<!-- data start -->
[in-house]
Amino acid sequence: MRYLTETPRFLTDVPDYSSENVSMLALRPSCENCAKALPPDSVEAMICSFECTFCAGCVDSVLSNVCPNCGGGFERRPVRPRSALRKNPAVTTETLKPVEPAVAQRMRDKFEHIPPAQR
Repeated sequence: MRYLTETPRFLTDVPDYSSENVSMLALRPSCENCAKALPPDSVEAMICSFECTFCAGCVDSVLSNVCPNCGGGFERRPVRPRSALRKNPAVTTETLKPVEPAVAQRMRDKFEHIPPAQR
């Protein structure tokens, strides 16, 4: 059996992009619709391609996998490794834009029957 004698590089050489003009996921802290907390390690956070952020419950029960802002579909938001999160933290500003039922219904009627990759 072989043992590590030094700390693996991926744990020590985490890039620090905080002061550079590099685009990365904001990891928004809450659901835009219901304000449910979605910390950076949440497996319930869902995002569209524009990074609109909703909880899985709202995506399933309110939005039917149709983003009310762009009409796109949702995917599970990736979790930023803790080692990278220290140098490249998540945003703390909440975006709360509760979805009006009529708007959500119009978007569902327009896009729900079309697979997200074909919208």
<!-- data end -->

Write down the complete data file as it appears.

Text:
[in-house]
Amino acid sequence: MRYLTETPRFLTDVPDYSSENVSMLALRPSCENCAKALPPDSVEAMICSFECTFCAGCVDSVLSNVCPNCGGGFERRPVRPRSALRKNPAVTTETLKPVEPAVAQRMRDKFEHIPPAQR
Repeated sequence: MRYLTETPRFLTDVPDYSSENVSMLALRPSCENCAKALPPDSVEAMICSFECTFCAGCVDSVLSNVCPNCGGGFERRPVRPRSALRKNPAVTTETLKPVEPAVAQRMRDKFEHIPPAQR
């Protein structure tokens, strides 16, 4: 059996992009619709391609996998490794834009029957 004698590089050489003009996921802290907390390690956070952020419950029960802002579909938001999160933290500003039922219904009627990759 072989043992590590030094700390693996991926744990020590985490890039620090905080002061550079590099685009990365904001990891928004809450659901835009219901304000449910979605910390950076949440497996319930869902995002569209524009990074609109909703909880899985709202995506399933309110939005039917149709983003009310762009009409796109949702995917599970990736979790930023803790080692990278220290140098490249998540945003703390909440975006709360509760979805009006009529708007959500119009978007569902327009896009729900079309697979997200074909919208």